When I was in kindergarten (1986), we had the Letter People inflatables and their songs (on vinyl), and I lost my damned mind every week when a new letter was introduced. I loved these characters. Loved them so much that my parents somehow managed to acquire Q, U, and W inflatables for me to keep. My father had a tube of whatever epoxy was best at sealing broken seams, so whenever an inflatable was injured, I got to take it home for repair. Somewhere in the family album is a photo of kindergarten-me surrounded by Letter People on the couch. I'm holding Miss E in my kindergarten class photo. Yes, Letter People were my jam back then.
posted by Servo5678 at 10:46 AM on July 21, 2015 [3 favorites]

Holy shit, it's so weird when whole chunks of childhood memories are unearthed like this. I had completely forgotten about these, other than the inflatable letter people dolls we had in kindergarten (1977). All it took was the first bar or so of the theme song, and boom, memories flooding back, like a key opening a door that I hadn't even remembered was there.

And it was THE BEST that Mr. S was a superhero because I have a double-S name so that made me feel like a superhero.
posted by LooseFilter at 11:38 AM on July 21, 2015 [1 favorite]

I wasn't going to post in this thread again, but then I had the revalation that the fact Miss I is not still an Incredible Inventor who likes to imbibe on Information and posts on the Internet and has an Instagram account (where a teacher could post pictures of their Miss I) is a perfect example of "behind the times"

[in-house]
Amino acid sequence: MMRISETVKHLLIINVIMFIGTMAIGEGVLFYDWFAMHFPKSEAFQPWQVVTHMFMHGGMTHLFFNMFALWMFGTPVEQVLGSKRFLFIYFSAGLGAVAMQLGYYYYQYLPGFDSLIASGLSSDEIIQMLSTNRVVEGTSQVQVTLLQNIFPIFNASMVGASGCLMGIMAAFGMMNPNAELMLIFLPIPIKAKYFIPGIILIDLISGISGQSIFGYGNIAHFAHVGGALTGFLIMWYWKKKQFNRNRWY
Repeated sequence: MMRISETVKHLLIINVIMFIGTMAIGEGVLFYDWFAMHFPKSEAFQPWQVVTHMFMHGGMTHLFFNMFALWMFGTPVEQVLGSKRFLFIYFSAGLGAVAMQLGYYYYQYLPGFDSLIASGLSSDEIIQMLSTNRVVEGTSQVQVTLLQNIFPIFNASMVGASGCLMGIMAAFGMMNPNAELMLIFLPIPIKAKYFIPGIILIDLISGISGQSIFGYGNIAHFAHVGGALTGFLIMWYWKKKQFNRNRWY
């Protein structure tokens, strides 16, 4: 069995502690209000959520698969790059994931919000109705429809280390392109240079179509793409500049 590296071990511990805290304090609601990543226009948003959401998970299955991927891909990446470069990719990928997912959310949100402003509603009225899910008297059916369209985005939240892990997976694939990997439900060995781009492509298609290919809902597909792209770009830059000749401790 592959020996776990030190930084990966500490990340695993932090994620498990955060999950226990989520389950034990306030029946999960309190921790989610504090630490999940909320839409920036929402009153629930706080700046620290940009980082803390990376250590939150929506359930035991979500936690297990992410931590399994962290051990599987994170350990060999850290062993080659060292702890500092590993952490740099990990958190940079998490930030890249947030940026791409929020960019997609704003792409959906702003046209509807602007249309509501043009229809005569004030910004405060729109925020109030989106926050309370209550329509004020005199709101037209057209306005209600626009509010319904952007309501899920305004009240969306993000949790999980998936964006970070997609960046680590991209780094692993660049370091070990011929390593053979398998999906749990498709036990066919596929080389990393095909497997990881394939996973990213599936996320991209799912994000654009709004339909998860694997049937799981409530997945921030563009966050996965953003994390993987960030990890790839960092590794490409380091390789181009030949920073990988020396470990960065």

posted by WeX Majors at 4:37 PM on July 21, 2015

JHarris: A show with early CG rendering of robots in a 3D world who were also learning algebra.

I remember the humor in this being pretty good for its genre
- I remember this. Whenever I was sick, I loved watched the educational shows that were on during schooltime. This was one of TVOtario's educational specials. I still remember this gag:

ROBOT A: There, I've covered the walls in this room with a grid so large that I can find where any two lines intersect!

ROBOT B: Neat. ...Where's the origin?

ROBOT A: ...What?

ROBOT B: You know, where x and y are both zero? Where do you start counting?

ROBOT A: ...I did not think this through.
posted by BiggerJ at 8:31 PM on July 21, 2015 [2 favorites]

Yes! I don't remember that exact bit, but that's exactly the kind of humor it had! Man, this isn't the first time I wish I could identify it and find it again on the internet.
posted by JHarris at 10:13 PM on July 21, 2015